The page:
Tunable conductivity threshold at polar oxide interfaces

Room-temperature conductance of LASTO:x films for (a) x=0.50, (b) x=0.75, and (c) x=1. The dashed vertical lines for x=1.0 and 0.75 indicate the experimentally determined threshold thicknesses tc, which for x=0.5, is represented by a band for the more gradual transition. All values were obtained after ensuring that the samples had remained in dark conditions for a sufficiently long time to avoid any photoelectric contributions. The blue triangles are samples belonging to the first set, and red points denote samples from second set. For details regarding the growth conditions of the two sets, see [[http://www.nature.com/ncomms/journal/v3/n7/pdf/ncomms1936.pdf][Methods]].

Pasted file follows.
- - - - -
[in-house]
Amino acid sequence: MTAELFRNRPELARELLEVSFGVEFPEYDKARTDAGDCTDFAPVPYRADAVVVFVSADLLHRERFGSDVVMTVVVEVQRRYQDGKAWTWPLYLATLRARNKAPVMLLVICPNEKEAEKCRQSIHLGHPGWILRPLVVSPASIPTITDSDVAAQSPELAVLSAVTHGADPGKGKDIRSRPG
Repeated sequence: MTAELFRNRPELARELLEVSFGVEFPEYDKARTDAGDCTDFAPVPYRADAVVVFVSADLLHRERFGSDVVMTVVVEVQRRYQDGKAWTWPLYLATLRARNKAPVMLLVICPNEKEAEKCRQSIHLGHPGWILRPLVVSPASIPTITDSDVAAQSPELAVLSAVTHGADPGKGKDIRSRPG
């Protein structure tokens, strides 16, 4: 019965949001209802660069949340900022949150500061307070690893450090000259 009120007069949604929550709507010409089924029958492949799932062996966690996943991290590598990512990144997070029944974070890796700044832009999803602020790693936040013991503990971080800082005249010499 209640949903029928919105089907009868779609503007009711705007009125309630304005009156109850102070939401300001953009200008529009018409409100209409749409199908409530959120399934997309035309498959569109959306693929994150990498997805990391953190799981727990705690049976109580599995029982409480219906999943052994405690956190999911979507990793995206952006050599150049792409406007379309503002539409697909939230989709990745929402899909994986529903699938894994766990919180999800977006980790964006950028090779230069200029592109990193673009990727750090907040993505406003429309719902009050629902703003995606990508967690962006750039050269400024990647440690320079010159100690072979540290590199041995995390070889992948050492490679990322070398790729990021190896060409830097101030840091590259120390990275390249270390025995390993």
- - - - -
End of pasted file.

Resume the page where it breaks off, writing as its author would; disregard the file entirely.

The physical mechanisms responsible for the formation of a two-dimensional electron gas at the interface between insulating SrTiO3 and LaAlO3 have remained a contentious subject since its discovery in 2004. Opinion is divided between an intrinsic mechanism involving the build-up of an internal electric potential due to the polar discontinuity at the interface between SrTiO3 and LaAlO3, and extrinsic mechanisms attributed to structural imperfections. Here we show that interface conductivity is also exhibited when the LaAlO3 layer is diluted with SrTiO3, and that the threshold thickness required to show conductivity scales inversely with the fraction of LaAlO3 in this solid solution, and thereby also with the layer's formal polarization. These results can be best described in terms of the intrinsic polar-catastrophe model, hence providing the most compelling evidence, to date, in favour of this mechanism.